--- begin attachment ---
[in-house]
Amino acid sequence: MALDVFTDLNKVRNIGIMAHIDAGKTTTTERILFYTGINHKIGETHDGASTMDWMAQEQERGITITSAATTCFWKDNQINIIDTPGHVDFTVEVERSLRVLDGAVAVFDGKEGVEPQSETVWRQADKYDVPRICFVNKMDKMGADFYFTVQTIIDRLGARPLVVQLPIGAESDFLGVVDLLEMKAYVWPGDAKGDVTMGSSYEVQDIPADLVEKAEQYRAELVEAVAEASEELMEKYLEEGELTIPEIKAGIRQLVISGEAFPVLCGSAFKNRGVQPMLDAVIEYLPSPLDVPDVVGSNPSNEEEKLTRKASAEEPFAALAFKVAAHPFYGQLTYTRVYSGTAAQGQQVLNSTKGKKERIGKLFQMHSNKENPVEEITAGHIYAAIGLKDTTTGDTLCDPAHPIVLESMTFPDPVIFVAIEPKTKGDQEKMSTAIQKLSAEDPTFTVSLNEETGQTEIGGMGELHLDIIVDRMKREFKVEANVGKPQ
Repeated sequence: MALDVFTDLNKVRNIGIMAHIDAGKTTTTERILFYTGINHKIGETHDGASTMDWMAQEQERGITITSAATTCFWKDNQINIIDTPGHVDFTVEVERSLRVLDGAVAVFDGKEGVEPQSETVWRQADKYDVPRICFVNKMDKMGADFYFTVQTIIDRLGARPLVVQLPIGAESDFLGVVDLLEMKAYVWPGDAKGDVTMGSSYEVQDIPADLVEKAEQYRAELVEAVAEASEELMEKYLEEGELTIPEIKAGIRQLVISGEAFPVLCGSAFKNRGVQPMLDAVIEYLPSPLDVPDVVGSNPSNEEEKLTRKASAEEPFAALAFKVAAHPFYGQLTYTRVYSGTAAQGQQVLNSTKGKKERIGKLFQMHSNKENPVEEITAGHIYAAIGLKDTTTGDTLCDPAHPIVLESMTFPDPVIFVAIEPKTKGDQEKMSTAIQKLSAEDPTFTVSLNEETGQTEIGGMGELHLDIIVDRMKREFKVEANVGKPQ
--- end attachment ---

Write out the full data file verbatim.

[in-house]
Amino acid sequence: MALDVFTDLNKVRNIGIMAHIDAGKTTTTERILFYTGINHKIGETHDGASTMDWMAQEQERGITITSAATTCFWKDNQINIIDTPGHVDFTVEVERSLRVLDGAVAVFDGKEGVEPQSETVWRQADKYDVPRICFVNKMDKMGADFYFTVQTIIDRLGARPLVVQLPIGAESDFLGVVDLLEMKAYVWPGDAKGDVTMGSSYEVQDIPADLVEKAEQYRAELVEAVAEASEELMEKYLEEGELTIPEIKAGIRQLVISGEAFPVLCGSAFKNRGVQPMLDAVIEYLPSPLDVPDVVGSNPSNEEEKLTRKASAEEPFAALAFKVAAHPFYGQLTYTRVYSGTAAQGQQVLNSTKGKKERIGKLFQMHSNKENPVEEITAGHIYAAIGLKDTTTGDTLCDPAHPIVLESMTFPDPVIFVAIEPKTKGDQEKMSTAIQKLSAEDPTFTVSLNEETGQTEIGGMGELHLDIIVDRMKREFKVEANVGKPQ
Repeated sequence: MALDVFTDLNKVRNIGIMAHIDAGKTTTTERILFYTGINHKIGETHDGASTMDWMAQEQERGITITSAATTCFWKDNQINIIDTPGHVDFTVEVERSLRVLDGAVAVFDGKEGVEPQSETVWRQADKYDVPRICFVNKMDKMGADFYFTVQTIIDRLGARPLVVQLPIGAESDFLGVVDLLEMKAYVWPGDAKGDVTMGSSYEVQDIPADLVEKAEQYRAELVEAVAEASEELMEKYLEEGELTIPEIKAGIRQLVISGEAFPVLCGSAFKNRGVQPMLDAVIEYLPSPLDVPDVVGSNPSNEEEKLTRKASAEEPFAALAFKVAAHPFYGQLTYTRVYSGTAAQGQQVLNSTKGKKERIGKLFQMHSNKENPVEEITAGHIYAAIGLKDTTTGDTLCDPAHPIVLESMTFPDPVIFVAIEPKTKGDQEKMSTAIQKLSAEDPTFTVSLNEETGQTEIGGMGELHLDIIVDRMKREFKVEANVGKPQ